This is a real-life story that happened to one of Belkasoft's test engineer specialists.
She was partially working from home, and had a Belkasoft product installed on her home computer. At the time, she was carefully testing one of our carving functions. When looking through chats carved by the product, she noticed something strange.
A few of the carved chats looked unfamiliar to her.
This stood out as odd, as the computer belonged to her only, while other family members had their own separate computers and they did not have accounts on hers. This meant that she must have been aware of all chats made from that computer. But she was definitely not recognizing a fair portion of the carved results, and, as she confessed later, was very confused if not frightened.
Before we continue the story, let us explain carving a bit. Carving can be completed from raw data and it disregards files and folders completely. It sees a drive or an image as just one big piece of data where it looks for specific groups of bytes, called "signatures". An example of well-known signatures may be "MZ" for executable files (though this is a bad signature because it is not quite unique) or "SQLite format 3" for SQLite databases (excellent signature because it is truly unique).
Another thing to mention is the difference between file carving and artifact carving. File carving is when you are trying to recover the entire file and use file signatures (both examples above are signatures of a kind). There are a number of problems that you may encounter with file carving. First is fragmentation: if you are carving a large file as one contiguous chunk following a file signature, it may be recovered partially incorrectly due to the fragmentation (this also happens to memory carving). Secondly, in most cases it is not possible to guess when the file ends. Some formats have a file length in their header, but very few of them do. Besides, you cannot trust this information all the time: if the header is damaged, this may result in an attempt to read, say a petabyte of data.
The same problem arises when carving utilizes a 'header-footer' approach (for files that have footers). A footer is another signature, which designates the end of a file. However, due to the same fragmentation or overwriting issue discussed above, of the tail of a file, a footer may be never met. With what again will result in an attempt to create an enormously large carved file. This is why the length of any carved file in Belkasoft is limited to 5Mb, this helps with saving case storage.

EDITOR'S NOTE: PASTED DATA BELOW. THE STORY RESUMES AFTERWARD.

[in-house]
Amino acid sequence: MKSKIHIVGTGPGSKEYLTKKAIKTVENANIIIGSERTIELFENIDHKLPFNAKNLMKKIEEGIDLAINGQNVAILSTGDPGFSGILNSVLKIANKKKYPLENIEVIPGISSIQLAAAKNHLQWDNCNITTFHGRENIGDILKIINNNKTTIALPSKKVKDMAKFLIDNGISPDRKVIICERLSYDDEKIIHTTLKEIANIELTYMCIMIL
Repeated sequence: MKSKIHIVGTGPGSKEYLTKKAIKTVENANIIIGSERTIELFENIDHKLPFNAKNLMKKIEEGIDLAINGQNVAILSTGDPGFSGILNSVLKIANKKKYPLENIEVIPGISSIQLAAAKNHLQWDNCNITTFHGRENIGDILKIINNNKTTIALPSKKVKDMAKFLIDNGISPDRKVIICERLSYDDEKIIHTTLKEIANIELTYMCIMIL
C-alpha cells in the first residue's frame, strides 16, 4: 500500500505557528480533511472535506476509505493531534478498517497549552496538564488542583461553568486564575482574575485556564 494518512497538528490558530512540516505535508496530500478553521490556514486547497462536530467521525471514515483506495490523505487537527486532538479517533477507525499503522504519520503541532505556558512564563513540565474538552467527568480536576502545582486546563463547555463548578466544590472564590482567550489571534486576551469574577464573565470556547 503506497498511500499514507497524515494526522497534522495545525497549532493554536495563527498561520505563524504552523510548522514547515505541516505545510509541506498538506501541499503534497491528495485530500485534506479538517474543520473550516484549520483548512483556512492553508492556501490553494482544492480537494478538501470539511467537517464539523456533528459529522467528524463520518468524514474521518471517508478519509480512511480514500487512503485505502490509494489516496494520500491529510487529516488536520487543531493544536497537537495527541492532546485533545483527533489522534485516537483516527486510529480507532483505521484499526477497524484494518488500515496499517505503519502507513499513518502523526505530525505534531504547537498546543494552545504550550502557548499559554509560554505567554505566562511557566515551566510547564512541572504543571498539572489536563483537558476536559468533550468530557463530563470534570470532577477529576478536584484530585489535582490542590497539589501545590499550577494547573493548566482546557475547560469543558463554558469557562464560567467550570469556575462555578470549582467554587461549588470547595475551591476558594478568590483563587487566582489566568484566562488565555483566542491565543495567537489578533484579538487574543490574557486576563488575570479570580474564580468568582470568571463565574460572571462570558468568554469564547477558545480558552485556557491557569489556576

Unlike file carving, artifact carving always results in a small chunk of data. For artifact carving you are looking for a signature and subsequent data for a single item, such as a chat, a browser link, a call, or a similar item, typically measured by a hundred bytes or so.
This is why, while file carving may not recover old deleted files due to fragmentation and overwriting, artifact carving may perfectly recover very old data (of course, of unencrypted media).
This was exactly the case with our test engineer. After taking a deep breath and analyzing the details of these unfamiliar chats (which is possible to do thanks to 'Origin path' properties), she was able to understand that it was indeed not her history that she was looking at.
At this point she remembered that she bought the computer second-hand and though it had appeared clean at that time, it was now obvious to her that just a quick format was performed by the previous owner before selling the computer—and as you remember, a quick format does not indeed delete anything (unless this is an SSD drive—but this is another story).
This is one more reminder, that to maintain a correct chain of custody, it is not enough to sanitize your donor hard drives by just quick formatting them.